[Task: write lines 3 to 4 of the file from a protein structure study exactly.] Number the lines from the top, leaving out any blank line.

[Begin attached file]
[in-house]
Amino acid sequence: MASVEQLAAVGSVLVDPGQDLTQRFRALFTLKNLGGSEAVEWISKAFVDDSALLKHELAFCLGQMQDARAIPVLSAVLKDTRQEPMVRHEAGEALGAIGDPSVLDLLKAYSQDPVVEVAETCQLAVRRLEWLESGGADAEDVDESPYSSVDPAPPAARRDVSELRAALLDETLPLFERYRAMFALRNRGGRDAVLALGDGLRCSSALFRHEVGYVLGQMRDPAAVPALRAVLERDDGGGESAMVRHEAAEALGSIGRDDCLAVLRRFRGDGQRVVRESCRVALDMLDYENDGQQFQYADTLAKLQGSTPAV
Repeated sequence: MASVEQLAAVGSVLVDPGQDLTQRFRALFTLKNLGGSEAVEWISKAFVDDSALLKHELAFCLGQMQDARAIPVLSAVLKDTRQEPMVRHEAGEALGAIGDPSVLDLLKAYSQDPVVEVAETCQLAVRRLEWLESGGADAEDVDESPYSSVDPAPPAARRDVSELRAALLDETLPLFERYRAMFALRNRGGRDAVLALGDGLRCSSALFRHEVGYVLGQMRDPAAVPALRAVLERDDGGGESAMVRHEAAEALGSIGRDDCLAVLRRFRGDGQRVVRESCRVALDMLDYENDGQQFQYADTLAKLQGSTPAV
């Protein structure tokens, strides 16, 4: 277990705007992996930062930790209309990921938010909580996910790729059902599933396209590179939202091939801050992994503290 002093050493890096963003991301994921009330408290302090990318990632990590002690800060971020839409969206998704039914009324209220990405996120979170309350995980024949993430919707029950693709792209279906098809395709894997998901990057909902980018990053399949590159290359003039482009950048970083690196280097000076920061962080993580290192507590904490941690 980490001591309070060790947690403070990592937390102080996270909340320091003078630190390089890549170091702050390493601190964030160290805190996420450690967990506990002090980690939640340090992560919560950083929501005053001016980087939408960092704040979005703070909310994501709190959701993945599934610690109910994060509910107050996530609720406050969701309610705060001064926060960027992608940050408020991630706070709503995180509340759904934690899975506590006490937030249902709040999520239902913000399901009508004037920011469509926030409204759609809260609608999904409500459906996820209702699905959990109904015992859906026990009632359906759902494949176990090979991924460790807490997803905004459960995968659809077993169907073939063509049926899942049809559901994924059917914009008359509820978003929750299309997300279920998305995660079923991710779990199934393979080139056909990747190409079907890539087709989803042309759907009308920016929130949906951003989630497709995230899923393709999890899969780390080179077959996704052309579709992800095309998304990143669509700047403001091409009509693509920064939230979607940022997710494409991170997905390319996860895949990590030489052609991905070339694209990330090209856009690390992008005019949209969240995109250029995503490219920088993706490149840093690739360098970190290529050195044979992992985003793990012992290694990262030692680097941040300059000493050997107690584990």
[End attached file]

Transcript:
Repeated sequence: MASVEQLAAVGSVLVDPGQDLTQRFRALFTLKNLGGSEAVEWISKAFVDDSALLKHELAFCLGQMQDARAIPVLSAVLKDTRQEPMVRHEAGEALGAIGDPSVLDLLKAYSQDPVVEVAETCQLAVRRLEWLESGGADAEDVDESPYSSVDPAPPAARRDVSELRAALLDETLPLFERYRAMFALRNRGGRDAVLALGDGLRCSSALFRHEVGYVLGQMRDPAAVPALRAVLERDDGGGESAMVRHEAAEALGSIGRDDCLAVLRRFRGDGQRVVRESCRVALDMLDYENDGQQFQYADTLAKLQGSTPAV
């Protein structure tokens, strides 16, 4: 277990705007992996930062930790209309990921938010909580996910790729059902599933396209590179939202091939801050992994503290 002093050493890096963003991301994921009330408290302090990318990632990590002690800060971020839409969206998704039914009324209220990405996120979170309350995980024949993430919707029950693709792209279906098809395709894997998901990057909902980018990053399949590159290359003039482009950048970083690196280097000076920061962080993580290192507590904490941690 980490001591309070060790947690403070990592937390102080996270909340320091003078630190390089890549170091702050390493601190964030160290805190996420450690967990506990002090980690939640340090992560919560950083929501005053001016980087939408960092704040979005703070909310994501709190959701993945599934610690109910994060509910107050996530609720406050969701309610705060001064926060960027992608940050408020991630706070709503995180509340759904934690899975506590006490937030249902709040999520239902913000399901009508004037920011469509926030409204759609809260609608999904409500459906996820209702699905959990109904015992859906026990009632359906759902494949176990090979991924460790807490997803905004459960995968659809077993169907073939063509049926899942049809559901994924059917914009008359509820978003929750299309997300279920998305995660079923991710779990199934393979080139056909990747190409079907890539087709989803042309759907009308920016929130949906951003989630497709995230899923393709999890899969780390080179077959996704052309579709992800095309998304990143669509700047403001091409009509693509920064939230979607940022997710494409991170997905390319996860895949990590030489052609991905070339694209990330090209856009690390992008005019949209969240995109250029995503490219920088993706490149840093690739360098970190290529050195044979992992985003793990012992290694990262030692680097941040300059000493050997107690584990």